- The Washington Times - Friday, January 24, 2003

Egyptian outreach
A high-level Egyptian delegation is coming to Washington next week to try to correct some "misunderstandings" about Arabs and the war on terrorism, according to Egyptian Ambassador Nabil Fahmy.
The group includes Foreign Trade Minister Youssef Boutros Ghali, senior presidential adviser Osama El Baz, and Gamal Mubarak, director of policy planning for the ruling National Democratic Party.
Mr. Fahmy said the visit is part of a continuing effort by Egypt to develop a better level of understanding with Americans. The effort intensified after the September 11 terrorist attacks in 2001.
He said the delegation represents a "new phase" in the outreach effort. The attacks created "some misunderstandings between the two nations, stemming from the American perceptions that all Arabs were to blame and the perceptions in the Arab world that they are targeted by Americans."
Fifteen of the 19 terrorists who flew planes into the World Trade Center, the Pentagon and a field in Pennsylvania were Saudi citizens. Two were from the United Arab Emirates. One was Lebanese, and the ringleader, Mohamed Atta, was Egyptian.
The delegation will discuss the likely war in Iraq, Arab-Israeli issues and the U.S. decision to add Egyptian citizens to an immigration watch list that requires male Egyptians to be photographed, fingerprinted and interviewed before entering the United States.
They will also visit New York to meet with the Council on Foreign Relations and Houston to meet members of the James A. Baker III Institute for Public Policy at Rice University.
Mr. Fahmy said Egypt's outreach efforts began before September 11 with the decision to start an American Studies Center at Cairo University, which opened last year.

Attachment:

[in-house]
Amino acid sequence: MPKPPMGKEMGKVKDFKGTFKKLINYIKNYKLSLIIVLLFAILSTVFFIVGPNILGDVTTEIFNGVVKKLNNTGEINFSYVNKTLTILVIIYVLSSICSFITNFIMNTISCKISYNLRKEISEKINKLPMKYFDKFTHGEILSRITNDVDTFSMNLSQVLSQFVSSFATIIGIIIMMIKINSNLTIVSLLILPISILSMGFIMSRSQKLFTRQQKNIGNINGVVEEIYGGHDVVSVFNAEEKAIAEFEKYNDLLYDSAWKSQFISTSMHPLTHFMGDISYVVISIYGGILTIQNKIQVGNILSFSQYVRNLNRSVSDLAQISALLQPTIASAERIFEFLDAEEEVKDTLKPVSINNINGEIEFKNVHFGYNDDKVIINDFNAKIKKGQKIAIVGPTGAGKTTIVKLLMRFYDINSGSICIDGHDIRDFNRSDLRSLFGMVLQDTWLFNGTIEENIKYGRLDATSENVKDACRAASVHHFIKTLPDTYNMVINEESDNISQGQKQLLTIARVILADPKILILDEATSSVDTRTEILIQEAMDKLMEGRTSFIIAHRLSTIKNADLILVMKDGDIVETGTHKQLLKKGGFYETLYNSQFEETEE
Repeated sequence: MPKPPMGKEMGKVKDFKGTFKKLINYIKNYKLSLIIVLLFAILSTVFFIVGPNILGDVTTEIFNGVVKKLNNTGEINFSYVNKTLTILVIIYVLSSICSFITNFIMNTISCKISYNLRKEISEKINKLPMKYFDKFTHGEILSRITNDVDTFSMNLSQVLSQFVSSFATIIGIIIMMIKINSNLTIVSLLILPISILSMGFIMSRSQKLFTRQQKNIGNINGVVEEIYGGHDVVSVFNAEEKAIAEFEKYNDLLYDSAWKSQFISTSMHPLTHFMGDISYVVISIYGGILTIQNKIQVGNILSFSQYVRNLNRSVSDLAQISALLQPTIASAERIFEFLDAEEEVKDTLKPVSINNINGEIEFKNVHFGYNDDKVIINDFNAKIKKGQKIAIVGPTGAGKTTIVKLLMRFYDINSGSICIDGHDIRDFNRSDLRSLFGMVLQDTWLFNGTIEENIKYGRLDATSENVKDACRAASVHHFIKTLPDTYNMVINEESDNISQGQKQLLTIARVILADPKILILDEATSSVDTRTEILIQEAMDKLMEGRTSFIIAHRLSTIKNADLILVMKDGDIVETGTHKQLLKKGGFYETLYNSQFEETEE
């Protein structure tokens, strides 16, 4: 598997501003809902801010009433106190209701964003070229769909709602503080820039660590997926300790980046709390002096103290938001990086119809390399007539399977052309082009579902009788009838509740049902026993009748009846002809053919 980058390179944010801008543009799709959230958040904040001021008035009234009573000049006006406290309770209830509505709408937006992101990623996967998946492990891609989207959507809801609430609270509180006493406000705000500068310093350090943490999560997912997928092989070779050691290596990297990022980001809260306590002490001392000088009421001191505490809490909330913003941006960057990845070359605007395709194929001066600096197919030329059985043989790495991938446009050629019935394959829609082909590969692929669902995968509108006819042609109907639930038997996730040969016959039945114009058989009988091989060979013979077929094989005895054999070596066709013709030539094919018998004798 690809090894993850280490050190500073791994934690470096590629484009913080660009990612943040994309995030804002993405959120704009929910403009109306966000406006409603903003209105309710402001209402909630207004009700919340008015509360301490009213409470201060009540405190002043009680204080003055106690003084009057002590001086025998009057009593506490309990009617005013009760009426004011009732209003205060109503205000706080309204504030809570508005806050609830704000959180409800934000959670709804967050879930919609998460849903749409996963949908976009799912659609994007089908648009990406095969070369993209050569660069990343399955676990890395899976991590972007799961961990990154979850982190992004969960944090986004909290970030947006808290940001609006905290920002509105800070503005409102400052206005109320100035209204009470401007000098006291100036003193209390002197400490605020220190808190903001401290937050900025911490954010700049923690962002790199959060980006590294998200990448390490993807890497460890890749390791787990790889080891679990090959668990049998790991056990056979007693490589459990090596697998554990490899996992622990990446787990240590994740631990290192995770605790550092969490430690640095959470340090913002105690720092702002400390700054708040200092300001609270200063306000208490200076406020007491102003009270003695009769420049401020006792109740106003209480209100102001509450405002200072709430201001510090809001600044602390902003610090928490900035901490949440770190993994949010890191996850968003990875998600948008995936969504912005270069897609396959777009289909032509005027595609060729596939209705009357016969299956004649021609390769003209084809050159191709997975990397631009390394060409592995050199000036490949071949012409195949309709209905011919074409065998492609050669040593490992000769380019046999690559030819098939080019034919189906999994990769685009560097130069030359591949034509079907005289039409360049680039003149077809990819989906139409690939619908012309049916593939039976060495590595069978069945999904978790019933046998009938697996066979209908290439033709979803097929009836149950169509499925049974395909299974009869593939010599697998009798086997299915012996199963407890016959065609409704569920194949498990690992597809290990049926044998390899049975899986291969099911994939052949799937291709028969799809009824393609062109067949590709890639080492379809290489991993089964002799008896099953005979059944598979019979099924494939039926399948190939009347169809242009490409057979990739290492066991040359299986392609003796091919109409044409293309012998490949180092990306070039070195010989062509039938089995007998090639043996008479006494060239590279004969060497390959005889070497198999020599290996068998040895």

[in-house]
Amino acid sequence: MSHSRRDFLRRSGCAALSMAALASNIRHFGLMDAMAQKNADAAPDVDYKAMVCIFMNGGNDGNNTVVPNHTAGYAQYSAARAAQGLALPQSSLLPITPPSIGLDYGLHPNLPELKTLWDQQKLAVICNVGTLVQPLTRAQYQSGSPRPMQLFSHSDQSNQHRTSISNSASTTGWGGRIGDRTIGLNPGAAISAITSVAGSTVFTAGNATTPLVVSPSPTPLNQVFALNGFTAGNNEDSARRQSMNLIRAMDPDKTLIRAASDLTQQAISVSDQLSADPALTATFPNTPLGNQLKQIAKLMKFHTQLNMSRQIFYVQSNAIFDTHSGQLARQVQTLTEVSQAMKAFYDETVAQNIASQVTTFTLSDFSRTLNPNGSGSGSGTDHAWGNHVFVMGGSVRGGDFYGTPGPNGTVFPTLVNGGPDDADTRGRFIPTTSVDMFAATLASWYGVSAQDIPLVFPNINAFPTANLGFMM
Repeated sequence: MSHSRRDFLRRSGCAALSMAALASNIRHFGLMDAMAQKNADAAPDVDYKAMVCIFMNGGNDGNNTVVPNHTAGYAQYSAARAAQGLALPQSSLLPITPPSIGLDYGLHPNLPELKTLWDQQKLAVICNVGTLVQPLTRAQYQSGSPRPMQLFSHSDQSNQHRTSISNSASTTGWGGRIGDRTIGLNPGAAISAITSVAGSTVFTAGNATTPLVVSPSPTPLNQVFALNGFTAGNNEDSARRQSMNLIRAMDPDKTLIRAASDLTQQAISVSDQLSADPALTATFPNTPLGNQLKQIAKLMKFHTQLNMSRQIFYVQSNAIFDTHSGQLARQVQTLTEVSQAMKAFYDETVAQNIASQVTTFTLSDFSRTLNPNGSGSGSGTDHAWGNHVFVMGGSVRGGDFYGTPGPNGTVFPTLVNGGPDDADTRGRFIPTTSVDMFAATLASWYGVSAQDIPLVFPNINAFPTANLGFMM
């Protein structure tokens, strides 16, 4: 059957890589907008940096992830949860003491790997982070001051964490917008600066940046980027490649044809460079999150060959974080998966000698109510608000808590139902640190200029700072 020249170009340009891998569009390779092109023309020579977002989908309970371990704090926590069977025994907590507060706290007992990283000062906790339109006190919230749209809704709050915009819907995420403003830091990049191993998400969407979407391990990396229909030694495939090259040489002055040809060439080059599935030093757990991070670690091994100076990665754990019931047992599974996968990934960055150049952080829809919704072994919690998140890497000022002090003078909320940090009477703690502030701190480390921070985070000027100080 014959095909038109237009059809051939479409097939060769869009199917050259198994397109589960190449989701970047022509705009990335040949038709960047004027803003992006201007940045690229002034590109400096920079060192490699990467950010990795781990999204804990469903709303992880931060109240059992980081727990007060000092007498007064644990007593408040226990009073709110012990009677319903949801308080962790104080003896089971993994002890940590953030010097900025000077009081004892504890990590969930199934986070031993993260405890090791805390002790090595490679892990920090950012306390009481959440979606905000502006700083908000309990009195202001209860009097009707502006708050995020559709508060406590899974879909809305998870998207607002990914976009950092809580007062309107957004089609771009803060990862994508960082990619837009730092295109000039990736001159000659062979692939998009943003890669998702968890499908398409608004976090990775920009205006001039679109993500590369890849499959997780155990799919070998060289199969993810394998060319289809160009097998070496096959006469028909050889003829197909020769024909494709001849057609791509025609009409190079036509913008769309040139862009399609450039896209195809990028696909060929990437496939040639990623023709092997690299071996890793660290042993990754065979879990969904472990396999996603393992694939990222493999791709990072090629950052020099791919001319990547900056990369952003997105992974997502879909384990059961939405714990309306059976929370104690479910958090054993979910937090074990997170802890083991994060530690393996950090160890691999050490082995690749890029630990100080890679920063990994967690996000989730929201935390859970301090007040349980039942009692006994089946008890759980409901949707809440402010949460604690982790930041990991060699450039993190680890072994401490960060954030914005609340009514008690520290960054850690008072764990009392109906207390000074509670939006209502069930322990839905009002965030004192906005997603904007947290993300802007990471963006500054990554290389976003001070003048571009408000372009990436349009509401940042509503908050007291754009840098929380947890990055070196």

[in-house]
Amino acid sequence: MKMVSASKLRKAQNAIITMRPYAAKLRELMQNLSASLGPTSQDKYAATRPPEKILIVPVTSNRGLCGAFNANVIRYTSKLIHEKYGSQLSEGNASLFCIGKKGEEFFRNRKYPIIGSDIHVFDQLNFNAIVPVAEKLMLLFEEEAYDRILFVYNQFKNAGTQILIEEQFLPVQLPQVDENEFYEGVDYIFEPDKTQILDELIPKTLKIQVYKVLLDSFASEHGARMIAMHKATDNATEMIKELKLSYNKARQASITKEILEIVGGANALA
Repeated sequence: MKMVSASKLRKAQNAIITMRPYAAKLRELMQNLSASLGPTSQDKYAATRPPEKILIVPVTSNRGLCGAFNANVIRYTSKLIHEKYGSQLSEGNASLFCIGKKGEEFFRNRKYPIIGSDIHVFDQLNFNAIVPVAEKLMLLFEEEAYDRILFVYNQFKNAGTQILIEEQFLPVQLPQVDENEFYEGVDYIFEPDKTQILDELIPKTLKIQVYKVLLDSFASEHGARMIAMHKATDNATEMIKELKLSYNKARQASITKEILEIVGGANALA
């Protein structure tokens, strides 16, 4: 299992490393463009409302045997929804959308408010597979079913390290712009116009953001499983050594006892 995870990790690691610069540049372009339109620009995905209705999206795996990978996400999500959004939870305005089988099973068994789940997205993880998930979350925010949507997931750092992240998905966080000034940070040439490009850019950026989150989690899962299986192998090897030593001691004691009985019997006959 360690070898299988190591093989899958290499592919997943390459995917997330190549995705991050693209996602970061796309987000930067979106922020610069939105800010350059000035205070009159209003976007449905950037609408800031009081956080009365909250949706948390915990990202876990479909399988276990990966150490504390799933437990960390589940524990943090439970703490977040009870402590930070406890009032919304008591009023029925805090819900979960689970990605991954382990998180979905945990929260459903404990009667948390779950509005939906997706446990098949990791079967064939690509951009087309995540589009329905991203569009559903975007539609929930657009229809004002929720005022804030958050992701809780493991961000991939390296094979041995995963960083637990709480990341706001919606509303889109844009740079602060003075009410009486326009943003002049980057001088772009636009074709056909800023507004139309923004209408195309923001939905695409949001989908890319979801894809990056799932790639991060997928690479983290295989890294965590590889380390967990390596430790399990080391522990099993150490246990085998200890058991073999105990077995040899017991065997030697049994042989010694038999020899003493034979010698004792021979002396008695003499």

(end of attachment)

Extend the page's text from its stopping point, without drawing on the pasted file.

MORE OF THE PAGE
'Platform for terrorism'
The U.S. ambassador to Pakistan yesterday insisted that Pakistan honor promises to stop the infiltration of terrorists into India-controlled Kashmir.
Pakistani President Pervez Musharraf must "end the use of Pakistan as a platform for terrorism," Ambassador Nancy Powell said, according to reports from Pakistan.
Her diplomatically blunt statements echo remarks last week by Robert Blackwill, the U.S. ambassador to India, who also called on Pakistan to stop militants from crossing the so-called Line of Control that separates the Indian and Pakistani areas of the Himalayan region.
Ms. Powell told a lunch hosted by the American Business Council of Pakistan, "The government of Pakistan must ensure its pledges are implemented to prevent infiltration across the Line of Control. … I cannot overstate the importance of all parties working to end the culture of violence that afflicts Kashmir."
Gen. Musharraf in June promised U.S. officials that he would permanently stop terrorists from using Pakistan as a base to cross into India to foment an uprising of Muslims in Kashmir. India and Pakistan have fought three wars, two over Kashmir, and went to the brink of a fourth after terrorists attacked the Indian Parliament in December 2001.
Rebels in Kashmir have been fighting Indian rule since 1989 in an insurgency that India claims has cost more than 37,000 lives. Pakistan puts the death toll at 80,000.
Ms. Powell said the United States hopes for a peaceful solution to the dispute in Kashmir.
"We continue to look for ways to encourage peace in Kashmir," she said. "One important step could be a cease-fire along the Line of Control."

Holbrooke honored
Asia Society members today will honor diplomat Richard Holbrooke with a lunch to mark his appointment as chairman of the group's board of trustees.
Through Mr. Holbrooke's long career in the Foreign Service, he was assistant secretary of state for East Asian and Pacific Affairs in the Carter administration and assistant secretary for European affairs in the Clinton administration.
He also served as ambassador to the United Nations and ambassador to Germany, and was the chief architect of the 1995 Dayton accords that ended the war in Bosnia.
Mr. Holbrooke's address to the Asia Society's Washington Center will be his first since his election as chairman in October.


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